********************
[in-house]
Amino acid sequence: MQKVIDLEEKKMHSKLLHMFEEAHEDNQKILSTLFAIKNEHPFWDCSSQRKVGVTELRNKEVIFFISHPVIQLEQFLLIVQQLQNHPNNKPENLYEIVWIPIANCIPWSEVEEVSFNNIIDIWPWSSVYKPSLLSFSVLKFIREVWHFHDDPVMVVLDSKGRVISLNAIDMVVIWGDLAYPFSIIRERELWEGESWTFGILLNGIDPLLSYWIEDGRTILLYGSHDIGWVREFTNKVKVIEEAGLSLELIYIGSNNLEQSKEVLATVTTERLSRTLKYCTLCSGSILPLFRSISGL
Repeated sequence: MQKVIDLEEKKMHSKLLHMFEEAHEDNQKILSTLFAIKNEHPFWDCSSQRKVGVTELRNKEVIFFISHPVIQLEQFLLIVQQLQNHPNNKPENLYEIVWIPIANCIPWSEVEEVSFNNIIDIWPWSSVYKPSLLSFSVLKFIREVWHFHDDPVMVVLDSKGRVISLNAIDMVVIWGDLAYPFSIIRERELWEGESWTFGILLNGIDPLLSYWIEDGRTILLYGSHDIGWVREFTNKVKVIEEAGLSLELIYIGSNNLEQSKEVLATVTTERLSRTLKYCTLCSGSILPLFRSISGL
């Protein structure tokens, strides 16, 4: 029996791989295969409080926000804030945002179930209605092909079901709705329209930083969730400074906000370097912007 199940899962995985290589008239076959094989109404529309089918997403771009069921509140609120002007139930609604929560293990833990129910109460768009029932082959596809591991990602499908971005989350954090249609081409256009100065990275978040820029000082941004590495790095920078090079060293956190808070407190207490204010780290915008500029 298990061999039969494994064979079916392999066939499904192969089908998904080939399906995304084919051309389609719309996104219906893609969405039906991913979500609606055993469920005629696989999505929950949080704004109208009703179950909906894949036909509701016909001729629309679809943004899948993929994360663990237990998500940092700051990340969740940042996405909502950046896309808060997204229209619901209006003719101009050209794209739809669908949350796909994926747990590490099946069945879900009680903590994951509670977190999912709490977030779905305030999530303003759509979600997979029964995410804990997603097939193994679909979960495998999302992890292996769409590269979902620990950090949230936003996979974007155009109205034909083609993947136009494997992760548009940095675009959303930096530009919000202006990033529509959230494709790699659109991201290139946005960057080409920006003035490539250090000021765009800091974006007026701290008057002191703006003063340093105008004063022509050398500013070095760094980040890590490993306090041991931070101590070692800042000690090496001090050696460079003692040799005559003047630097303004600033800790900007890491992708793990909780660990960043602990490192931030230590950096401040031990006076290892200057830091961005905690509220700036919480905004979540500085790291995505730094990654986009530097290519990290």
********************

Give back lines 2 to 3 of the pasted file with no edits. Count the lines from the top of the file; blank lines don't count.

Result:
Amino acid sequence: MQKVIDLEEKKMHSKLLHMFEEAHEDNQKILSTLFAIKNEHPFWDCSSQRKVGVTELRNKEVIFFISHPVIQLEQFLLIVQQLQNHPNNKPENLYEIVWIPIANCIPWSEVEEVSFNNIIDIWPWSSVYKPSLLSFSVLKFIREVWHFHDDPVMVVLDSKGRVISLNAIDMVVIWGDLAYPFSIIRERELWEGESWTFGILLNGIDPLLSYWIEDGRTILLYGSHDIGWVREFTNKVKVIEEAGLSLELIYIGSNNLEQSKEVLATVTTERLSRTLKYCTLCSGSILPLFRSISGL
Repeated sequence: MQKVIDLEEKKMHSKLLHMFEEAHEDNQKILSTLFAIKNEHPFWDCSSQRKVGVTELRNKEVIFFISHPVIQLEQFLLIVQQLQNHPNNKPENLYEIVWIPIANCIPWSEVEEVSFNNIIDIWPWSSVYKPSLLSFSVLKFIREVWHFHDDPVMVVLDSKGRVISLNAIDMVVIWGDLAYPFSIIRERELWEGESWTFGILLNGIDPLLSYWIEDGRTILLYGSHDIGWVREFTNKVKVIEEAGLSLELIYIGSNNLEQSKEVLATVTTERLSRTLKYCTLCSGSILPLFRSISGL